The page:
Dr Subbarao stressed that Indian banks need to improve efficiency to catch up with their counterparts in the other nations. “They (Indian banks) have to reduce non-interest expenses including wages and salaries, reduce transaction costs, provision cost... bring in productivity enhancement, reduce NPAs and leverage on technology,” he said, reports PTI.
On meeting Basel III capital requirements of Indian banks, Dr Subbarao said, “At the aggregate level, Indian banking system meets Basel III capital standards. In fact, they are comfortably above Basel III requirement at the aggregate level.” However, he agreed, “It is quite possible that a few individual banks may have to augment capital (to meet Basel III norms).”
As per the Basel II rules, proposed by the Basel Committee on Banking Supervision, banks would have to raise the level of top-quality capital known as core Tier 1 to 7% of their risk-bearing assets by 2019. Currently, core Tier 1 requirement is 2%.
Delay over appointment of one independent director to meet SEBI listing requirements
New Delhi: The government has pushed back the Rs 11,500 crore share sale of state-owned Oil and Natural Gas Corporation (ONGC) to the next fiscal and the public offering is now slated to open on 5th April, a senior official said today.
The follow-on public offer (FPO) was originally scheduled to open on 15th March, but has now been rescheduled. “The rescheduling is partly because of delay in appointment of independent directors on ONGC board to fulfil Sebi’s listing requirement,” he said.
As per the schedule now drawn, the FPO would open on 5th April and close on 8th April, reports PTI.
The government is selling its 5% stake or 427.77 million equity shares in the FPO that in today’s closing price of Rs269.85 on the Bombay Stock Exchange (BSE) will fetch over Rs11,540 crore. Post offer, the government stake in ONGC would come down to 69.14% from the current 74.14%.
Roadshows to promote the share offering in the nation’s biggest explorer and highest profit earning company, which were to be held in India and aboard from 2nd March to 9th March, have now been rescheduled to begin on 21st March.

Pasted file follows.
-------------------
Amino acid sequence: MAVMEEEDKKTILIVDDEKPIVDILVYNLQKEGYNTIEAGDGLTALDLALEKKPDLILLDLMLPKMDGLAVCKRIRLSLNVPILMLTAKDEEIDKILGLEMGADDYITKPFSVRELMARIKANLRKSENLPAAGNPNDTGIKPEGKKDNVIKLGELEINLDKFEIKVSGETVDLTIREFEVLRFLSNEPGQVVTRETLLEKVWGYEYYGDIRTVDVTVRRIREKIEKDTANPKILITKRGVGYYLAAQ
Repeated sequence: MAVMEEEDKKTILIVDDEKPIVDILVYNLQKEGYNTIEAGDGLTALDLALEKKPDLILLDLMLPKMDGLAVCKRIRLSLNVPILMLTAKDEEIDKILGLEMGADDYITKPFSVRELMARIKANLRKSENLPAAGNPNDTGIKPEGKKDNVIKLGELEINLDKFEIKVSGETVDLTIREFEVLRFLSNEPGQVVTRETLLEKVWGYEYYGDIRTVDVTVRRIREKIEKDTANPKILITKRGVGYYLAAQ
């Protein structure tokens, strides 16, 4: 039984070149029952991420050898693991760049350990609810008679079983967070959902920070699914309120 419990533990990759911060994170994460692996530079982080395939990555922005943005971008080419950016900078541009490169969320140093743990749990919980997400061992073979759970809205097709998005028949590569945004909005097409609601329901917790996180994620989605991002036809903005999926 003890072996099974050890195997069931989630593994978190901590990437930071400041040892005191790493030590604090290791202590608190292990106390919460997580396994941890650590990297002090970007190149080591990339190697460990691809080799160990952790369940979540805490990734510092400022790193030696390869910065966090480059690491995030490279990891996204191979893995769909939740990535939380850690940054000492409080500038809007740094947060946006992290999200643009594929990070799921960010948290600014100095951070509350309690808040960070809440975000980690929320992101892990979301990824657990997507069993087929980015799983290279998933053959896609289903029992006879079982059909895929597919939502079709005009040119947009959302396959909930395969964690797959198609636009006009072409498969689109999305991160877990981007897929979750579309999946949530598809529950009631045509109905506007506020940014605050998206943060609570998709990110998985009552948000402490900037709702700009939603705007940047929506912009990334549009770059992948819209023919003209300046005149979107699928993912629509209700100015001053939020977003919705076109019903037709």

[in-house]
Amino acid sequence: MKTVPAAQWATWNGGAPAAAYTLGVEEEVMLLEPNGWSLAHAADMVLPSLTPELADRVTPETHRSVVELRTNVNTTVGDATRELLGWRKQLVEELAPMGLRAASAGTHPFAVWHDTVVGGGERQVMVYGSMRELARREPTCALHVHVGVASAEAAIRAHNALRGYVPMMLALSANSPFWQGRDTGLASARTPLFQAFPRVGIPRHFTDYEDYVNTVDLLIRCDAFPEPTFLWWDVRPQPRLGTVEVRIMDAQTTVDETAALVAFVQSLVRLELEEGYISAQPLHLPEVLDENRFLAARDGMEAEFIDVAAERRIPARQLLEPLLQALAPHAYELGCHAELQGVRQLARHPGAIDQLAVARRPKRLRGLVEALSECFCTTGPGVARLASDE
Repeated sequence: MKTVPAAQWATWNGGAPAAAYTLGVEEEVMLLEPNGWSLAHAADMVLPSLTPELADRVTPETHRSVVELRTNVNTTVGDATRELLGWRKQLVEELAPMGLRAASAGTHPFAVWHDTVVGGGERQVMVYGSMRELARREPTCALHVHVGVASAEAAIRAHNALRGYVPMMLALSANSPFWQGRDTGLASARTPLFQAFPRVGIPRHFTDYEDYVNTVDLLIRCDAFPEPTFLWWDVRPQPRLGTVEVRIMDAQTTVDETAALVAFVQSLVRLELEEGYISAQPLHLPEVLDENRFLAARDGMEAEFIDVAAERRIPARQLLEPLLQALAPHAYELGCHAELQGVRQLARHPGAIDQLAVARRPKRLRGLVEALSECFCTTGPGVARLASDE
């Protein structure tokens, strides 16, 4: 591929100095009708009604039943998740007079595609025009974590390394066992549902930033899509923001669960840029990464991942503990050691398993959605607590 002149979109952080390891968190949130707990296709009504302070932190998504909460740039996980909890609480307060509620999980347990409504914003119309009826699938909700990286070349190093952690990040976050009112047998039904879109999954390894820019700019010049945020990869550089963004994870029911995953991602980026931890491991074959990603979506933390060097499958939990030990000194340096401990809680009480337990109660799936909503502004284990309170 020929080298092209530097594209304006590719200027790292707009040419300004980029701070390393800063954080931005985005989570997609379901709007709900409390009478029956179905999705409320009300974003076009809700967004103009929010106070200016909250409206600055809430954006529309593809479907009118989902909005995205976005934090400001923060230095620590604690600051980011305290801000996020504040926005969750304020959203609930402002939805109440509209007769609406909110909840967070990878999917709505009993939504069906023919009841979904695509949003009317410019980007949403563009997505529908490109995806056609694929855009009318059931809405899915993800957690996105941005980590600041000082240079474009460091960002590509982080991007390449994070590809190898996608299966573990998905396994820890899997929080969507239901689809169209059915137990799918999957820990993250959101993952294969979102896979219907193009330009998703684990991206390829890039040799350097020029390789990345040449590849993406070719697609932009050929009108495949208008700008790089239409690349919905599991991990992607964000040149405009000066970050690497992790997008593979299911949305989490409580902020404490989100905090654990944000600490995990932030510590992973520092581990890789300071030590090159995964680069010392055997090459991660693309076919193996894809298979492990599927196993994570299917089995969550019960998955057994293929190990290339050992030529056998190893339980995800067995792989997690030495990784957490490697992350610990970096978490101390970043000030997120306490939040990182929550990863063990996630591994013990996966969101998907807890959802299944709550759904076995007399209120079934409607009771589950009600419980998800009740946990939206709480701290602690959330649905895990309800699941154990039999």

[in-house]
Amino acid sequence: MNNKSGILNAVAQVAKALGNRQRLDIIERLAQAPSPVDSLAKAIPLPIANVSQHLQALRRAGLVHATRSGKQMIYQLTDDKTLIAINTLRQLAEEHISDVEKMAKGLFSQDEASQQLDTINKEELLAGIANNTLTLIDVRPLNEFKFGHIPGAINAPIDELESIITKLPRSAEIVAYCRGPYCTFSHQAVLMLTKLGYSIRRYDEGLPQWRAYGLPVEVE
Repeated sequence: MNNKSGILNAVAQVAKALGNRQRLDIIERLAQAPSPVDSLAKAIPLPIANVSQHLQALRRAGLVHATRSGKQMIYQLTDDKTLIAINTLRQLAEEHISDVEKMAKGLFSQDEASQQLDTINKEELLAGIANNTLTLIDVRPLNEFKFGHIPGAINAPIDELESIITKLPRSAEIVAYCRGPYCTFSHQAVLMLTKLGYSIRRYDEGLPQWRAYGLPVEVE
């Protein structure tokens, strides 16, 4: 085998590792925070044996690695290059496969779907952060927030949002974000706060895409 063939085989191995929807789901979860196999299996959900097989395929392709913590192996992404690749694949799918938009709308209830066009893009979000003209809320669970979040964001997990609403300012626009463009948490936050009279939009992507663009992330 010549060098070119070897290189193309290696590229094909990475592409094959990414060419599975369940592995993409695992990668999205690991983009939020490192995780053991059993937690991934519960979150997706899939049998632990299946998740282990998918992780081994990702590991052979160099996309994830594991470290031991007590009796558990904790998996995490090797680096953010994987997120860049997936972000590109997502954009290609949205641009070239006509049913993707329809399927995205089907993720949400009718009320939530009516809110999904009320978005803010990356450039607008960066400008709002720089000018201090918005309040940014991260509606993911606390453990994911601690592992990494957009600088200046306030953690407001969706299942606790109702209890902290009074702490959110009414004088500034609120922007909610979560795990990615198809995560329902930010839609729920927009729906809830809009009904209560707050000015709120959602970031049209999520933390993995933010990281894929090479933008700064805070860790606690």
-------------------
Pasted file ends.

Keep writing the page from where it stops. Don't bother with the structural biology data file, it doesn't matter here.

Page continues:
The official said ONGC was ready with its red-herring prospectus (RHP) for the FPO but is awaiting appointment of at least one independent director on its board to meet market regulator SEBI’s listing requirement. ONGC has six functional directors, besides the chairman. It also has two government nominee directors taking the total strength of functional/promoter directors to nine. Against this, the company, at present, has four independent directors and needed five more to meet SEBI’s listing norm of having equal number of executive and non-executive directors.
However, since ONGC is without a permanent chairman and the vacancy of director for human resources has not been filled, the effective strength of full-time functional directors together with government-nominee directors is down to seven. To meet the SEBI norm, three independent directors need to be appointed, which given the timelines is not possible. So, the government plans to withdraw its two nominee directors, bringing down the strength of functional directors to five.
The file pertaining to appointment of one independent director is already with the cabinet committee on appointments and once that is cleared, ONGC would meet the SEBI norm, he said.
ONGC last month received the report of independent auditors who certified the company's oil and gas reserves, a mandatory requirement for explorers making public offers.
A group of ministers headed by finance minister Pranab Mukherjee would decide on a price band for the FPO on 1st April. Bank of America Corp, Nomura Holdings, HSBC Holdings Plc, JM Financial Services, Citigroup Inc and Morgan Stanley are managing the FPO.